Cosmoscow’s infrastructure has everything it needs to make it a success. But will that be enough? It is commonly assumed that there are a lot of moneyed people in Moscow who are potential buyers and supporters of contemporary art. But it is no less common to hear local gallerists and art dealers complaining about the lack of interest in their wares. The most telling example of this was the collapse of Art Moscow. Vibrant and promising in its heyday, it proved to be commercially unsuccessful in the long run.
Indeed, very few works by contemporary Russian artists find their place in private collections. If one thinks of famous Russian collectors — and there are quite a few — the majority opt for pieces that have stood the test of time. Petr Aven, a powerhouse collector of Russia’s late 19th- and early 20th-century art, does not conceal his disinterest in contemporary works and is busy setting up a fund in honour of Mikhail Larionov and Natalya Goncharova — outstanding painters of the Russian avant-garde.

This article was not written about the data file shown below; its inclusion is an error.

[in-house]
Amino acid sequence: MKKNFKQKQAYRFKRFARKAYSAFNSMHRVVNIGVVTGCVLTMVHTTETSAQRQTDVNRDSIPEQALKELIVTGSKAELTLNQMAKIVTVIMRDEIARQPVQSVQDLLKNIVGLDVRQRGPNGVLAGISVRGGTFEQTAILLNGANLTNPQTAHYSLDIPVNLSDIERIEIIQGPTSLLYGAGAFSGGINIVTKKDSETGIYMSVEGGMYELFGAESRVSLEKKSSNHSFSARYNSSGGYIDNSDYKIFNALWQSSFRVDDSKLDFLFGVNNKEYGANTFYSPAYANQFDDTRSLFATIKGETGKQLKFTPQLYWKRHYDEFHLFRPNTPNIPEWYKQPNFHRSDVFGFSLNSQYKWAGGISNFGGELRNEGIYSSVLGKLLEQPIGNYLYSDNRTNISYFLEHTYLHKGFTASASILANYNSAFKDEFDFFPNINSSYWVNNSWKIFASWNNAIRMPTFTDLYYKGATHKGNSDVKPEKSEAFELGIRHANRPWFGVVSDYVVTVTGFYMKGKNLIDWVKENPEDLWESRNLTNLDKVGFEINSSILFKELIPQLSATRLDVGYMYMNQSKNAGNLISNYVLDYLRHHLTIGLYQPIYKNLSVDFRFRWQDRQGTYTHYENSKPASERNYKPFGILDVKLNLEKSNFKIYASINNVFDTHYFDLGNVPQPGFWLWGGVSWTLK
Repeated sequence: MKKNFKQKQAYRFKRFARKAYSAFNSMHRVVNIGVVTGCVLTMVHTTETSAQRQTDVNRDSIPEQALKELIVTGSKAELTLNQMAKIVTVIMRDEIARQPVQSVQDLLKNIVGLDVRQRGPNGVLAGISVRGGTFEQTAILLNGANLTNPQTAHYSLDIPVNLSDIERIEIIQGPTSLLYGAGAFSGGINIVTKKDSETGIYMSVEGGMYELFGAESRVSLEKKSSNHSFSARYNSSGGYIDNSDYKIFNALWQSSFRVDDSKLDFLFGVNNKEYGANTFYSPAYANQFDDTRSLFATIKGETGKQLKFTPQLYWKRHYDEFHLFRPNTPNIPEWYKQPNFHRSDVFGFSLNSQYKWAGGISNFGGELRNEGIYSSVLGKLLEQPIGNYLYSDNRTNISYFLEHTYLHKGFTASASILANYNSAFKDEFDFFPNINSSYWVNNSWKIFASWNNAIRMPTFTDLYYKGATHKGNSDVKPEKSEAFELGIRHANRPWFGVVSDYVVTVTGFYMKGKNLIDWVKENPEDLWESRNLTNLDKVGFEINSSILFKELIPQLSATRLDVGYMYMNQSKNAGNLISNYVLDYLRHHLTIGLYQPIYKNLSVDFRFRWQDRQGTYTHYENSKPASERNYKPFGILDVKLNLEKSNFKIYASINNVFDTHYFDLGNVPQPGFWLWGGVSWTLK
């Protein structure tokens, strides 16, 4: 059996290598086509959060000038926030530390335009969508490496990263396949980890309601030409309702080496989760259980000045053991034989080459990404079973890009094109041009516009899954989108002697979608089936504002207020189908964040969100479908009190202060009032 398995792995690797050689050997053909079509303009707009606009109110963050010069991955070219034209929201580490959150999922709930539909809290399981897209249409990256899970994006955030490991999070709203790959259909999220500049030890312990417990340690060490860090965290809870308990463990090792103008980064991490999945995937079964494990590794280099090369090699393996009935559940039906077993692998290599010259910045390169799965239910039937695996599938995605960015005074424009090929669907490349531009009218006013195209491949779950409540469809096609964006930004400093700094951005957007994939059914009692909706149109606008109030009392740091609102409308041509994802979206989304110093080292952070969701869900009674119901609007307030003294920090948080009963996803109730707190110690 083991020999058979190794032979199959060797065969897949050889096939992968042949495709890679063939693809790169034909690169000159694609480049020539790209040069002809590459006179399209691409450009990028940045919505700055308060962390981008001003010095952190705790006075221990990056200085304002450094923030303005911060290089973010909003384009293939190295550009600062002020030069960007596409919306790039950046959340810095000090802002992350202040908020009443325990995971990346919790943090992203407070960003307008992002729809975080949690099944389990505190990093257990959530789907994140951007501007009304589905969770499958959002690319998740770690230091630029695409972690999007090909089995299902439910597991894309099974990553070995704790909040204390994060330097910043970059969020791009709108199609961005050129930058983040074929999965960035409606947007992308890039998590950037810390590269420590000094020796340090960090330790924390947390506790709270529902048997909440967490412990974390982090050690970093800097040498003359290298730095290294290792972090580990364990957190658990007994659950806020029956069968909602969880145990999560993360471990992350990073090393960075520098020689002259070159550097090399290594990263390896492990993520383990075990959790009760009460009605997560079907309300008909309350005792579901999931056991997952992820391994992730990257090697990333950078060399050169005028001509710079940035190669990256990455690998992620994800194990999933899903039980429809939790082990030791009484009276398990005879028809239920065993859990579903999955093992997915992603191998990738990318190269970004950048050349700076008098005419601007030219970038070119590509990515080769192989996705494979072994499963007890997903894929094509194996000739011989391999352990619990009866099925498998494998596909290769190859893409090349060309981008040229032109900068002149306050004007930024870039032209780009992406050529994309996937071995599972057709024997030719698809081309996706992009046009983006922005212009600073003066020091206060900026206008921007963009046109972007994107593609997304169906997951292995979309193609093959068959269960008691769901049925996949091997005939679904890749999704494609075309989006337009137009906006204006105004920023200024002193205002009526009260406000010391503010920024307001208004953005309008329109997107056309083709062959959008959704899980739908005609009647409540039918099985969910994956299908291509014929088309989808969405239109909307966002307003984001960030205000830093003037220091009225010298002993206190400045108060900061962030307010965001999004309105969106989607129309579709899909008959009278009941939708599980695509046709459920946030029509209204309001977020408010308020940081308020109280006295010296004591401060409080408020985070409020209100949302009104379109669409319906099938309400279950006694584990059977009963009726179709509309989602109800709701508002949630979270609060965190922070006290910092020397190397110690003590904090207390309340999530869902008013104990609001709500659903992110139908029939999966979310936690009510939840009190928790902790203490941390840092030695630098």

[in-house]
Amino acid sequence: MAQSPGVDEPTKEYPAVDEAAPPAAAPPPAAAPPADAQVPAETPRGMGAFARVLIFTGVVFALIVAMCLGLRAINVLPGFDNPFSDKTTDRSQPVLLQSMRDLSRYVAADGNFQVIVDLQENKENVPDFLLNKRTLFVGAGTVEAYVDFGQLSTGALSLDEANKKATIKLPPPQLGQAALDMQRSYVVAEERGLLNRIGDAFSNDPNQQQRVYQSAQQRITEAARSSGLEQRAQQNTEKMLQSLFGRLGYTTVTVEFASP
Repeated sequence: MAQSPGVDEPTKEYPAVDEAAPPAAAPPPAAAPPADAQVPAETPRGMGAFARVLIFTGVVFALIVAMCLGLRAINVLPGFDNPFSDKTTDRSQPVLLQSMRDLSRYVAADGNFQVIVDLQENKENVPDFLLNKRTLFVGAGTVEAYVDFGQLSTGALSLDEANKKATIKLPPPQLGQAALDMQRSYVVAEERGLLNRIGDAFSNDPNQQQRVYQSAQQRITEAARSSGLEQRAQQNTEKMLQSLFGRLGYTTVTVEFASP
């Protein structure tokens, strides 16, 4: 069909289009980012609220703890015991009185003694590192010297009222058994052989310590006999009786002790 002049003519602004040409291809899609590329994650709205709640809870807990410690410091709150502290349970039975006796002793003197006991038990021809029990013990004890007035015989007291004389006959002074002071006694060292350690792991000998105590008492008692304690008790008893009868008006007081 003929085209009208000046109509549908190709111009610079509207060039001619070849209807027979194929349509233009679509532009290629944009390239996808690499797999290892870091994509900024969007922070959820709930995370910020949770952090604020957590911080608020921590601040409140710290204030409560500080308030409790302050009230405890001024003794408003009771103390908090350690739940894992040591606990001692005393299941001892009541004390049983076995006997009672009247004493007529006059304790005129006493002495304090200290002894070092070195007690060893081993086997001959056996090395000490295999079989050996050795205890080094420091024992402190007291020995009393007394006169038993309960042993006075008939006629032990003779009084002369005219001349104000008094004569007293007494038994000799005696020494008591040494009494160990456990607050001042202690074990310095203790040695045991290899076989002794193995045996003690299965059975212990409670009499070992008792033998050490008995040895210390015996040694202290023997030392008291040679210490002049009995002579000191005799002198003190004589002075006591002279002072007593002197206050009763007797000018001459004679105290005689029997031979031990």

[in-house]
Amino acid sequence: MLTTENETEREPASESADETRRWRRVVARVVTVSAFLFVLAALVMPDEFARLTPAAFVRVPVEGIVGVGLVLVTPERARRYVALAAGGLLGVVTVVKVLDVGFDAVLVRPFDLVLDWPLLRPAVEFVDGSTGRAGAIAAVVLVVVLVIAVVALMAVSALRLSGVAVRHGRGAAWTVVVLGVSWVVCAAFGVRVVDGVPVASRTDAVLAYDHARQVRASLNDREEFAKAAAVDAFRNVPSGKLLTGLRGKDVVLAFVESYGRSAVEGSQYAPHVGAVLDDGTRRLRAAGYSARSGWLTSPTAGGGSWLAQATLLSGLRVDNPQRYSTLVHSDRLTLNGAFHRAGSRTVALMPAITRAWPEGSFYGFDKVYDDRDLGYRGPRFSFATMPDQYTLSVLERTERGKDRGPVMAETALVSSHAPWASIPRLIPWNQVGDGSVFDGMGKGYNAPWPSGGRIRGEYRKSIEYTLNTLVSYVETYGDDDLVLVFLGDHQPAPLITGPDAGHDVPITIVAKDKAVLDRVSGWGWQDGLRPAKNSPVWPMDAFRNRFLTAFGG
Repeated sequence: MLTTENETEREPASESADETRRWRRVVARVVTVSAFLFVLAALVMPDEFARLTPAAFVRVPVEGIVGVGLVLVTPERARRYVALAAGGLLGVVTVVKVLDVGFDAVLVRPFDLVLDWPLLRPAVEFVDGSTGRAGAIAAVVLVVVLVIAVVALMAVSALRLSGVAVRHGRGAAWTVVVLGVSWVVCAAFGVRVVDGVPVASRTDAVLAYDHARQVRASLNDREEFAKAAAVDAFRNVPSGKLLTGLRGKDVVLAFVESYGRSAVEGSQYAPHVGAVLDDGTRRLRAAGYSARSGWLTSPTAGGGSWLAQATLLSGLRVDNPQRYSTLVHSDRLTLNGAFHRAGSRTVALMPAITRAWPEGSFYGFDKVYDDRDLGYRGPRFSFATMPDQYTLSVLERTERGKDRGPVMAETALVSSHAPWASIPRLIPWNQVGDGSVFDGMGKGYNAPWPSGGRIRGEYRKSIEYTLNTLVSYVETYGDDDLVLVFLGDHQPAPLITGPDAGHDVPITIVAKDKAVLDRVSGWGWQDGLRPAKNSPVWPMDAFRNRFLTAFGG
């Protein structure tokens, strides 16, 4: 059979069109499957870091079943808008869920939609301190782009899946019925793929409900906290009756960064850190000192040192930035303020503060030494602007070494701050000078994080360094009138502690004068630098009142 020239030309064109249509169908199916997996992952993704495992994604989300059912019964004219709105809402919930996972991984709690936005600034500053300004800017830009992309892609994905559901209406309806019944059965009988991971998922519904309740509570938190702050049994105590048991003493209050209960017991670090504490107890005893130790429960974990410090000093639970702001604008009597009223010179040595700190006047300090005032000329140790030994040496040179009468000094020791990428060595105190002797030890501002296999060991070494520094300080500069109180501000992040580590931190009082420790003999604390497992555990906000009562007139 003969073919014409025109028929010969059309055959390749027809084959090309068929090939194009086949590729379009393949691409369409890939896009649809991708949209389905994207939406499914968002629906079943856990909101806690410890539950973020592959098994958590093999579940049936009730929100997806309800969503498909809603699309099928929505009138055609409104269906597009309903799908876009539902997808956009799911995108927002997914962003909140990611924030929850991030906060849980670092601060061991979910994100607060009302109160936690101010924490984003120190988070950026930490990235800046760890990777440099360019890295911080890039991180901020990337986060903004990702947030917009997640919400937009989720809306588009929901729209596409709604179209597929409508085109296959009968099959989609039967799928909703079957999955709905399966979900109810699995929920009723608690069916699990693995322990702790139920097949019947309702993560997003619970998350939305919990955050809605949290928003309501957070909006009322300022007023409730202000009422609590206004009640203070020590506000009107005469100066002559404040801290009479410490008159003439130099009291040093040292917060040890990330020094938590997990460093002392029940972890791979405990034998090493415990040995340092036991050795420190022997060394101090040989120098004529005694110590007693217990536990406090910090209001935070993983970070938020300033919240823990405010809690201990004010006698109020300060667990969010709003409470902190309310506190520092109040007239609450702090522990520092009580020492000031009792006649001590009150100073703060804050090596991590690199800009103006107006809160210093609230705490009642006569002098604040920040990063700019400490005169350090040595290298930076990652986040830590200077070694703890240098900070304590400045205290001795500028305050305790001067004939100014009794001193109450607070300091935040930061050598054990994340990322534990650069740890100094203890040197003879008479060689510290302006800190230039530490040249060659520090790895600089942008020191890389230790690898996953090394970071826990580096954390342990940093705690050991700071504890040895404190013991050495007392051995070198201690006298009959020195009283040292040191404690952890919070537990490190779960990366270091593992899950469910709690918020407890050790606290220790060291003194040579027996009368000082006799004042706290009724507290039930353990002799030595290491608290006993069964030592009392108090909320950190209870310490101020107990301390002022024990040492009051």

If one thinks of famous Russian collectors, the majority opt for pieces that have stood the test of time
There is also Igor Tsukanov, who since 2000 has been intensely buying non-conformist art from the 1960s and 1970s. Recently, the Saatchi Gallery agreed with Tsukanov to provide its exhibition spaces for occasional Russian art shows. Breaking the Ice (2012) which featured works by Russian artists from the 1960s to the 1980s, was the first in the programme.
And then there are collectors who have decided to concentrate on western art straight away. As Garage’s Personal Choice exhibition in February 2014 demonstrated, they own works by the likes of Andy Warhol, Andreas Gursky, Alexander Calder, the Chapman brothers and Ai Weiwei. The owners of Garage themselves are no exception to this rule.